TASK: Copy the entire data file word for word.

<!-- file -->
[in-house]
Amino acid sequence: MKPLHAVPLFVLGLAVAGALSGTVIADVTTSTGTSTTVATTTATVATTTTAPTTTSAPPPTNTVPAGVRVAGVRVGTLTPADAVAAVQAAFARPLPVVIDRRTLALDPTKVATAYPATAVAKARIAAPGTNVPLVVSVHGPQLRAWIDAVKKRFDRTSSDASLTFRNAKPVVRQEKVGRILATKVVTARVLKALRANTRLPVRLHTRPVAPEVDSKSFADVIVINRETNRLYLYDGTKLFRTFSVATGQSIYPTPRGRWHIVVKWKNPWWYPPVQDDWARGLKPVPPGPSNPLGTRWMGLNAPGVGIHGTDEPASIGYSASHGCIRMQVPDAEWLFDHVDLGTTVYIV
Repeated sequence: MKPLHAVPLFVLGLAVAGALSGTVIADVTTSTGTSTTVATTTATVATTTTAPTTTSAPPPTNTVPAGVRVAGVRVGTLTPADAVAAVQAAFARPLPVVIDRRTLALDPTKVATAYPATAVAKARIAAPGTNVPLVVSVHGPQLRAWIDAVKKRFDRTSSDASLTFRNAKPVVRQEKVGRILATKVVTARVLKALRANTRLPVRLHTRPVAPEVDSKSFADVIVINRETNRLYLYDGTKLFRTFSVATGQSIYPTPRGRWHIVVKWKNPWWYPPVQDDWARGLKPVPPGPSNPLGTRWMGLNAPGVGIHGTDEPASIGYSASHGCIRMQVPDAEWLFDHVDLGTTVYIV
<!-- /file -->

[in-house]
Amino acid sequence: MKPLHAVPLFVLGLAVAGALSGTVIADVTTSTGTSTTVATTTATVATTTTAPTTTSAPPPTNTVPAGVRVAGVRVGTLTPADAVAAVQAAFARPLPVVIDRRTLALDPTKVATAYPATAVAKARIAAPGTNVPLVVSVHGPQLRAWIDAVKKRFDRTSSDASLTFRNAKPVVRQEKVGRILATKVVTARVLKALRANTRLPVRLHTRPVAPEVDSKSFADVIVINRETNRLYLYDGTKLFRTFSVATGQSIYPTPRGRWHIVVKWKNPWWYPPVQDDWARGLKPVPPGPSNPLGTRWMGLNAPGVGIHGTDEPASIGYSASHGCIRMQVPDAEWLFDHVDLGTTVYIV
Repeated sequence: MKPLHAVPLFVLGLAVAGALSGTVIADVTTSTGTSTTVATTTATVATTTTAPTTTSAPPPTNTVPAGVRVAGVRVGTLTPADAVAAVQAAFARPLPVVIDRRTLALDPTKVATAYPATAVAKARIAAPGTNVPLVVSVHGPQLRAWIDAVKKRFDRTSSDASLTFRNAKPVVRQEKVGRILATKVVTARVLKALRANTRLPVRLHTRPVAPEVDSKSFADVIVINRETNRLYLYDGTKLFRTFSVATGQSIYPTPRGRWHIVVKWKNPWWYPPVQDDWARGLKPVPPGPSNPLGTRWMGLNAPGVGIHGTDEPASIGYSASHGCIRMQVPDAEWLFDHVDLGTTVYIV